by Tom Wacaster
Sometime in the week of March, 1997, in Rancho Santa Fe, California, the 39 members of Heaven's gate cult committed suicide. The suicide of the cult members (21 women and 18 men, ranging in ages from 26 to 72) was seemingly prompted by the belief that a UFO traveling in the wake of the Hale-Bopp comet had come for them. They believed it was time for them to shed their earthly bodies and move on. They had orchestrated the worst mass suicide in the United States history.
Reverend James Warren "Jim" Jones was the founder and leader of the Peoples Temple, which is best known for the November 18, 1978 mass suicide of 909 Temple members in Jonestown, Guyana along with the killings of five other people at a nearby airstrip. Over 200 children were murdered at Jonestown, almost all of whom were forcibly made to ingest cyanide by the elite Temple members. The incident in Guyana ranks among the largest mass suicides in history, though most likely it involved forced suicide and/or murder, and was the single greatest loss of American civilian life in a non-natural disaster until the events of September 11, 2001.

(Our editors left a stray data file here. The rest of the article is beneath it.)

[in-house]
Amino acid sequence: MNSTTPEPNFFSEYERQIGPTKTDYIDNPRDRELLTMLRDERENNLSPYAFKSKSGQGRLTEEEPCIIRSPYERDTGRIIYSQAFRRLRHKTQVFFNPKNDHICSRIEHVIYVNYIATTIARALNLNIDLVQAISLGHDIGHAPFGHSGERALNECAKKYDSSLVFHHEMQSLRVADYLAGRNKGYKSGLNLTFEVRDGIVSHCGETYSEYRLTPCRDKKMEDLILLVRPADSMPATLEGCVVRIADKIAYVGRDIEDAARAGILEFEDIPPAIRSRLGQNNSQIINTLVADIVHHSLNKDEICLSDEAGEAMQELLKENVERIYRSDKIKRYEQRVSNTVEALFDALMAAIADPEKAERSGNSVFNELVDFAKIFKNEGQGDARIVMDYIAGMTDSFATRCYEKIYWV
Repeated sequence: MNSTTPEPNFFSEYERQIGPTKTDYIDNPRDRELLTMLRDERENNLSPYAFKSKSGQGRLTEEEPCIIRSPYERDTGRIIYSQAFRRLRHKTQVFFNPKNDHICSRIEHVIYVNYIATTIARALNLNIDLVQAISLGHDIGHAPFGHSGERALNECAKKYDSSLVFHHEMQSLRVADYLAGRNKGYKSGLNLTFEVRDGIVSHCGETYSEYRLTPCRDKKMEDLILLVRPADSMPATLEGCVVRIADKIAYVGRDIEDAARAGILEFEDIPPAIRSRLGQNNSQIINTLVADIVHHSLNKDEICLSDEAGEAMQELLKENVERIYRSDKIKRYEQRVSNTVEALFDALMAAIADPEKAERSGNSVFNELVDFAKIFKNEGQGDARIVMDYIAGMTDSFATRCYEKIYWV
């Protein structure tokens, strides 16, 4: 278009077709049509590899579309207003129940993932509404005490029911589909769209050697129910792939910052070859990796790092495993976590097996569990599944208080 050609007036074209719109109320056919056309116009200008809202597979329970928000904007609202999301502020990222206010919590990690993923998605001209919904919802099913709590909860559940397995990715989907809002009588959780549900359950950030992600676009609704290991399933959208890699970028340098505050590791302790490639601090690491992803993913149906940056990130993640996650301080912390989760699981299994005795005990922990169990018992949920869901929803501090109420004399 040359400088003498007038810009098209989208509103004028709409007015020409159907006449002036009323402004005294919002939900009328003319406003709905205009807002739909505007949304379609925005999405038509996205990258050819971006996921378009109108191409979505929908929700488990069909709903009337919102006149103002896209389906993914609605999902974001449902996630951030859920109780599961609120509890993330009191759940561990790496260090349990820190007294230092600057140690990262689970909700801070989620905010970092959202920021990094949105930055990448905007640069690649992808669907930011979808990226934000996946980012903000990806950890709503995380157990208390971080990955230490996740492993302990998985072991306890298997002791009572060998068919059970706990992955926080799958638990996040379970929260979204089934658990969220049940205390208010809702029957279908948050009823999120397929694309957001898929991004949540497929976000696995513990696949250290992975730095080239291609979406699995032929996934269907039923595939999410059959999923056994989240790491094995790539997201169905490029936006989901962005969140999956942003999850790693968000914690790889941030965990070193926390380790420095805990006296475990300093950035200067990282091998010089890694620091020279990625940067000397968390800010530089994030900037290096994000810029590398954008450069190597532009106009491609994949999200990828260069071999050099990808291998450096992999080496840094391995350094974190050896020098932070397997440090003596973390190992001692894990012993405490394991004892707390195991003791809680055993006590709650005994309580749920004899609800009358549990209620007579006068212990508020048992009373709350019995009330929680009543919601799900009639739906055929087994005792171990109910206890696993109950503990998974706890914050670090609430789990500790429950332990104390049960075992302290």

While these two notable examples of suicide are the tragic consequence of believing and following error, the majority of suicides come as a result of despair and frustration with life and an attempt to escape. Last week we examined euthanasia. The morality of suicide crosses paths with euthanasia when the individual seeks to end his life because of suffering or supposedly noble reasons. Oregon passed a doctor assisted suicide law, allowing doctors to assist in the suicide of a patient who wanted to end his life. This so called "Death With Dignity Act" is just one area in which suicide is being considered an easy way out for individuals facing a sense of hopelessness in life. Michael McDaniel shared these frightening statistics with his readers: "For 15 to 24-year olds, suicide is the third leading cause of death, following accidents and homicide. Every year, an average of 1,890 suicides occur among teens 15-19. More than 1,600 of them are boys. Although girls are mor e likely to attempt suicide, boys are four times more likely to die." Times of hardship often brings a spike in suicide levels. For example, the Great Depression of 1929, which suddenly brought economic ruin to thousands of people accustomed to a decade of prosperity, caused an immediate and dramatic spike in suicides. Suicide rates, which averaged 12.1 per 100,000 people in the decade prior to the Depression, jumped to an alarming 18.9 in the year of Wall Street's crash. The suicide rate remained higher than normal throughout the remainder of the Great Depression, then fell sharply during World War II. Comparing that to suicide rates in our generation, the rate in 2007 was 1 suicide every 15 minutes, for a total of 33,300 in that year. In 2008 the rate increased by 33%, and another 15% in 2009. Suicide is often an attempt to escape the frustrations of life rather than face the hardship that one might have to face as a consequence of various circumstances (many of those! the result of a persons unwise choices). Suicide has been evident in every society and in every generation. My mission travels have taken me to various parts of the world, and it is not uncommon to hear in the news that someone else has taken his life. From Russia, to India, to the United States, no country is exempt from the ravages of sin and the attempt to escape the consequences thereof by the taking of one's own life. More than 100 years ago J.C. McQuiddy wrote these words in the September 1908 issue of the Gospel Advocate (quote provided by Daniel Cates): "Nor does the discordant note end here; for, tired and worn-out with the emptiness of life, thousands are seeking rest in oblivion and slinking out of a hollow sham of life by the back alley of suicide. In the city of Pittsburg, there was a death every day in this way during the first eighteen days of July. This strange mania is constantly gaining ground, and is not confined to lunatics and nerveless, diseased! people, but people apparently sane and healthy often choose this fate . Life is actually getting to be terrifying in its aspects."